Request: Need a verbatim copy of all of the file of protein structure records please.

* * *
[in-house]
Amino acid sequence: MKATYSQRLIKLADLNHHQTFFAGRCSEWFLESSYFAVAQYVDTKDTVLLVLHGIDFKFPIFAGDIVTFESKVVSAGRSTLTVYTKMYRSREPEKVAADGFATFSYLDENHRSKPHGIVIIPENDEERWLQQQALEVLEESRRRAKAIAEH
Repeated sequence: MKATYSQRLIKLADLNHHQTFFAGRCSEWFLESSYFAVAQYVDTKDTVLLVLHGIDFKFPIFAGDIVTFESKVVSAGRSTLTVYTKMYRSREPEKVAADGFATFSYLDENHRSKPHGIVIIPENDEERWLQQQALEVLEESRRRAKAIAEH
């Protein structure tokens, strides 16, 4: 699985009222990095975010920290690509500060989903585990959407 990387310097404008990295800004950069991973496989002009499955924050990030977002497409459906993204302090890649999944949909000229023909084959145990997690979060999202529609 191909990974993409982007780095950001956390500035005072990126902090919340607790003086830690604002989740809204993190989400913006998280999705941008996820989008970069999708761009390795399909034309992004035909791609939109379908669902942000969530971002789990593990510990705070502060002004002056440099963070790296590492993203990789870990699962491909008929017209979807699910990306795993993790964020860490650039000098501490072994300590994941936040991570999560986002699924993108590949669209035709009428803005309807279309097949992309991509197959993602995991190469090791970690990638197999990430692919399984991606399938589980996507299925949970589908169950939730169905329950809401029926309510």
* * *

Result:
[in-house]
Amino acid sequence: MKATYSQRLIKLADLNHHQTFFAGRCSEWFLESSYFAVAQYVDTKDTVLLVLHGIDFKFPIFAGDIVTFESKVVSAGRSTLTVYTKMYRSREPEKVAADGFATFSYLDENHRSKPHGIVIIPENDEERWLQQQALEVLEESRRRAKAIAEH
Repeated sequence: MKATYSQRLIKLADLNHHQTFFAGRCSEWFLESSYFAVAQYVDTKDTVLLVLHGIDFKFPIFAGDIVTFESKVVSAGRSTLTVYTKMYRSREPEKVAADGFATFSYLDENHRSKPHGIVIIPENDEERWLQQQALEVLEESRRRAKAIAEH
């Protein structure tokens, strides 16, 4: 699985009222990095975010920290690509500060989903585990959407 990387310097404008990295800004950069991973496989002009499955924050990030977002497409459906993204302090890649999944949909000229023909084959145990997690979060999202529609 191909990974993409982007780095950001956390500035005072990126902090919340607790003086830690604002989740809204993190989400913006998280999705941008996820989008970069999708761009390795399909034309992004035909791609939109379908669902942000969530971002789990593990510990705070502060002004002056440099963070790296590492993203990789870990699962491909008929017209979807699910990306795993993790964020860490650039000098501490072994300590994941936040991570999560986002699924993108590949669209035709009428803005309807279309097949992309991509197959993602995991190469090791970690990638197999990430692919399984991606399938589980996507299925949970589908169950939730169905329950809401029926309510």